Target: New York City Mayor, Bill de Blasio
Goal: Ban the sale of commercially bred puppies and kittens in pet stores in New York City.
Thanks to the New York City Council, December 2014 saw the ban of commercially bred rabbits at pet stores go into effect across the Big Apple, and the city mandated that puppies and kittens for sale come only from New York state licensed breeders. Unfortunately, that doesn’t mean that the animals are treated humanely.
Though, unlike most states, New York has an enforcement agency that requires annual inspections, it does not go beyond the USDA standards for licensing in most other ways, which have been labelled as “extremely inadequate” by the ASPCA and “fall[ing] far short of ensuring the humane treatment” by the Humane Society of the United States. These are the two leading animal welfare agencies in the nation, and New York City, usually at the forefront of change for animal welfare, should be doing more.
By signing the petition below, you will help urge Mayor de Blasio to propose legislation to the city council to expand upon the December 2014 law and ban the sale of bred puppies and kittens at New York City pet stores.
Dear Mayor de Blasio,
Thanks to legislation passed in December of 2014, pet stores in New York City are required to give customers information about the breeders from which they get their pets, can only sell cats and dogs from licensed breeders, and cannot sell rabbits at all. That’s a fantastic step in the right direction, but it is not enough. Councilwoman Elizabeth Crowley was quoted in the New York Daily News as saying “There’s no space in the shelter system right now for rabbits.” She was right. There is, additionally, no space for dogs or cats.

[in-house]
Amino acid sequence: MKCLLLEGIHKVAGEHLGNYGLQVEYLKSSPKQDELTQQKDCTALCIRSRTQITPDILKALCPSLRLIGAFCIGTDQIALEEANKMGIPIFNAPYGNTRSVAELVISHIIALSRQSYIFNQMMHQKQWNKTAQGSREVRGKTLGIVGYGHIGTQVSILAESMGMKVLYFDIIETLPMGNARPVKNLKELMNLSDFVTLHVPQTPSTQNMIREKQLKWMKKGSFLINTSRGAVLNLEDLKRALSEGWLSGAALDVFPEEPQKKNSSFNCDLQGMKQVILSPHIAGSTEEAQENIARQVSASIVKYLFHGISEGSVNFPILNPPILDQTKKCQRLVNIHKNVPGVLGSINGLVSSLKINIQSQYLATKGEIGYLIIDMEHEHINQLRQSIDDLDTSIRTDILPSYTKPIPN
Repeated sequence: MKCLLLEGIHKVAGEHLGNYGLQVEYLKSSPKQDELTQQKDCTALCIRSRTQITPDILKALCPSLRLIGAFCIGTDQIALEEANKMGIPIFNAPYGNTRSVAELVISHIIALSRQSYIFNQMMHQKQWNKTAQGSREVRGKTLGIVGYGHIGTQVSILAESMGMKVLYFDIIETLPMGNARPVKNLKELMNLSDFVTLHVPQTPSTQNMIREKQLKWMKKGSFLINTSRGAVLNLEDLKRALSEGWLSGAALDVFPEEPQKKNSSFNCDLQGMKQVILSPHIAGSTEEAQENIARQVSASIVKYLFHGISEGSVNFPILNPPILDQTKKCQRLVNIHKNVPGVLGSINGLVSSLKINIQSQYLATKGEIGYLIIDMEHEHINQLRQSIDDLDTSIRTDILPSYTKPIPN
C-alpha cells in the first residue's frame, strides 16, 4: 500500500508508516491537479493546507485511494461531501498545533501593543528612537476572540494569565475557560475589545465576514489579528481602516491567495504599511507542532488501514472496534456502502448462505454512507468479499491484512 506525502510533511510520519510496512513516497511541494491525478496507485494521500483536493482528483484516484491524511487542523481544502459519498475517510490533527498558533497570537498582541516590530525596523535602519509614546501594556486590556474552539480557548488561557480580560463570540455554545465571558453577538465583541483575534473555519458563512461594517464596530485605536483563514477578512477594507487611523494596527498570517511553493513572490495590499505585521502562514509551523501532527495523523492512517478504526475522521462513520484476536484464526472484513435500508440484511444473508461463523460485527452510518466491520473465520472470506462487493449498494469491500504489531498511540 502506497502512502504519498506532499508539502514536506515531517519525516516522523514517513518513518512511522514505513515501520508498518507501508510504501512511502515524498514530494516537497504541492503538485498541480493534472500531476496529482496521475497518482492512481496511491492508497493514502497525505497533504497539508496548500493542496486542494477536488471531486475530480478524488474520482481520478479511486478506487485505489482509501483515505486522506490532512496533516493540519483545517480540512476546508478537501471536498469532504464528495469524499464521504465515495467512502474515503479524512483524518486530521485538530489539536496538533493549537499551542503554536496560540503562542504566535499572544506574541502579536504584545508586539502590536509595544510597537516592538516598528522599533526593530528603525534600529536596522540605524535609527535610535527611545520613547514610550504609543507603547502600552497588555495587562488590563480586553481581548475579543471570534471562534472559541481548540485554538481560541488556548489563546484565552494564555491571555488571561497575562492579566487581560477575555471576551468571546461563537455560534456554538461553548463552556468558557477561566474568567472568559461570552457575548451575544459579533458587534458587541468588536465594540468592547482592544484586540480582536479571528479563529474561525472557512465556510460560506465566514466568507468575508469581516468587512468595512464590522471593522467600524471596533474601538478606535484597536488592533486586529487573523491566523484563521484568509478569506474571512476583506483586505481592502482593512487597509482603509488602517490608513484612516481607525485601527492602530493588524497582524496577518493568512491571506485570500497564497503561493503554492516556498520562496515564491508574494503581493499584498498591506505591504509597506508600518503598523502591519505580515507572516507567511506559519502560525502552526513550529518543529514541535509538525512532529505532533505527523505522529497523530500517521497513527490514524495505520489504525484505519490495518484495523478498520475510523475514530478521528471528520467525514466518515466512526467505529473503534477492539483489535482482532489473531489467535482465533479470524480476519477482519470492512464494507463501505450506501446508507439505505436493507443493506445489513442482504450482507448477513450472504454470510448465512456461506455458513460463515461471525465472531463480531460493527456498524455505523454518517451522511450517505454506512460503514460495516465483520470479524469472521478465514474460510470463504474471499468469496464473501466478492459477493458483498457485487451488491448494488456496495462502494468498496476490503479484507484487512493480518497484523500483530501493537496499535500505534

Until the standards for licensure by the state of New York are in line with standards of humane treatment of animals, the sale of these pets should not be permitted through retail establishments. According to the ASPCA, though New York regulations for licensing are better than the USDA’s “extremely inadequate” standards in some areas (namely, annual inspections and humane euthanasia) it does not improve upon the issues of cage space, exercise, flooring, or veterinary care, nor does it address the issue of stacking cages.
New York has always been a progressive city that stands at the forefront of correcting injustices, and it is currently falling behind. Los Angeles banned the pet store sale of commercially bred cats, dogs, and rabbits earlier this year, making it more difficult to support breeders and easier to adopt from a shelter. Mamaroneck, just one county over, recently did the same.
New York City and the Animal Care Centers of New York City have done amazing work toward improving the lives of animals at shelters and reducing overpopulation. But we can and should do better by our furry friends.
[Your Name Here]
Photo Credit: Kitten by Saving Public Ryan